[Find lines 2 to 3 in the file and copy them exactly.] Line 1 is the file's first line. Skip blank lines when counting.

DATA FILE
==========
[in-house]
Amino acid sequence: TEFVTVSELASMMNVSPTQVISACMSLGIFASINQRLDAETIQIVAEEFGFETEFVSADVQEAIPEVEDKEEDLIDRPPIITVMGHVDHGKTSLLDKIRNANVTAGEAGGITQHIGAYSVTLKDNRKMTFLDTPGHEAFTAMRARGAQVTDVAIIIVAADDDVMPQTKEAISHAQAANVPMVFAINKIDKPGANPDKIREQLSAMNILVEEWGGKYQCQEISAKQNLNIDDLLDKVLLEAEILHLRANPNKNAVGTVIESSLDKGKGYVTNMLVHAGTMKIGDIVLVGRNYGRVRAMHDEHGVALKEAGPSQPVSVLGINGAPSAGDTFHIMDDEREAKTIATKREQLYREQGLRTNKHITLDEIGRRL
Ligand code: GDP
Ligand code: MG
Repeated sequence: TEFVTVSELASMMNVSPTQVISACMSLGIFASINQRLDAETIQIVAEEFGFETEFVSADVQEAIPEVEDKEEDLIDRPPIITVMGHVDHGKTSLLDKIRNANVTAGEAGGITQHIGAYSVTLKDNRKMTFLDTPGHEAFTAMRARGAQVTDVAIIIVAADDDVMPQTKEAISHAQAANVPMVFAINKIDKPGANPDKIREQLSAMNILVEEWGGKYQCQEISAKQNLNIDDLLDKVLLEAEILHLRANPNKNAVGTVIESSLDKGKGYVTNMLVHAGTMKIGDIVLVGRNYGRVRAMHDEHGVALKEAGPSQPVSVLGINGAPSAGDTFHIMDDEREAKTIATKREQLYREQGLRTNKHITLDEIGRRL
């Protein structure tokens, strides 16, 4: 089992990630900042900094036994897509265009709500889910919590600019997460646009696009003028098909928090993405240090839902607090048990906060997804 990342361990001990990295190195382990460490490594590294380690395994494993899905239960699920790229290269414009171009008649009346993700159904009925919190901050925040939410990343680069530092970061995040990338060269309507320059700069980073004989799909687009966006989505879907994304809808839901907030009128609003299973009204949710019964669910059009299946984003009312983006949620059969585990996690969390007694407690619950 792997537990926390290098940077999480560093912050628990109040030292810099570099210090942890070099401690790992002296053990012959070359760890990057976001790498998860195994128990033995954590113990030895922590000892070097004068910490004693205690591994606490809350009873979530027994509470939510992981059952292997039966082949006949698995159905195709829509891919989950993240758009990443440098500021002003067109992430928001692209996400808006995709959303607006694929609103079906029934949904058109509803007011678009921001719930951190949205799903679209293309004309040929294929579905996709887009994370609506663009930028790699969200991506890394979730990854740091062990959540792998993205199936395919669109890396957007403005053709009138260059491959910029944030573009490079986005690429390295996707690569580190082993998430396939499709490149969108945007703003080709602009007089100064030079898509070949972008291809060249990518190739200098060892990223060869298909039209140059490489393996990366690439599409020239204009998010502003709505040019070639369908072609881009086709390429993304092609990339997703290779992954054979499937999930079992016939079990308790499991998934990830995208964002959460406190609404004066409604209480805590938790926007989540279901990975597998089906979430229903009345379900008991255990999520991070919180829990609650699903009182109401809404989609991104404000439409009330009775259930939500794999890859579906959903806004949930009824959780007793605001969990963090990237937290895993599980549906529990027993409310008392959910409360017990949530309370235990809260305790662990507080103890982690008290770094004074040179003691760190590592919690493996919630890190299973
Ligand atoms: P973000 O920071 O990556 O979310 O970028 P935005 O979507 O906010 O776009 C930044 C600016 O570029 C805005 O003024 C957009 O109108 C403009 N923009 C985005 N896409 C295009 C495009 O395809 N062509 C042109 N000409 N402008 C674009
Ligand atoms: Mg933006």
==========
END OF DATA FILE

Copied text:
Amino acid sequence: TEFVTVSELASMMNVSPTQVISACMSLGIFASINQRLDAETIQIVAEEFGFETEFVSADVQEAIPEVEDKEEDLIDRPPIITVMGHVDHGKTSLLDKIRNANVTAGEAGGITQHIGAYSVTLKDNRKMTFLDTPGHEAFTAMRARGAQVTDVAIIIVAADDDVMPQTKEAISHAQAANVPMVFAINKIDKPGANPDKIREQLSAMNILVEEWGGKYQCQEISAKQNLNIDDLLDKVLLEAEILHLRANPNKNAVGTVIESSLDKGKGYVTNMLVHAGTMKIGDIVLVGRNYGRVRAMHDEHGVALKEAGPSQPVSVLGINGAPSAGDTFHIMDDEREAKTIATKREQLYREQGLRTNKHITLDEIGRRL
Ligand code: GDP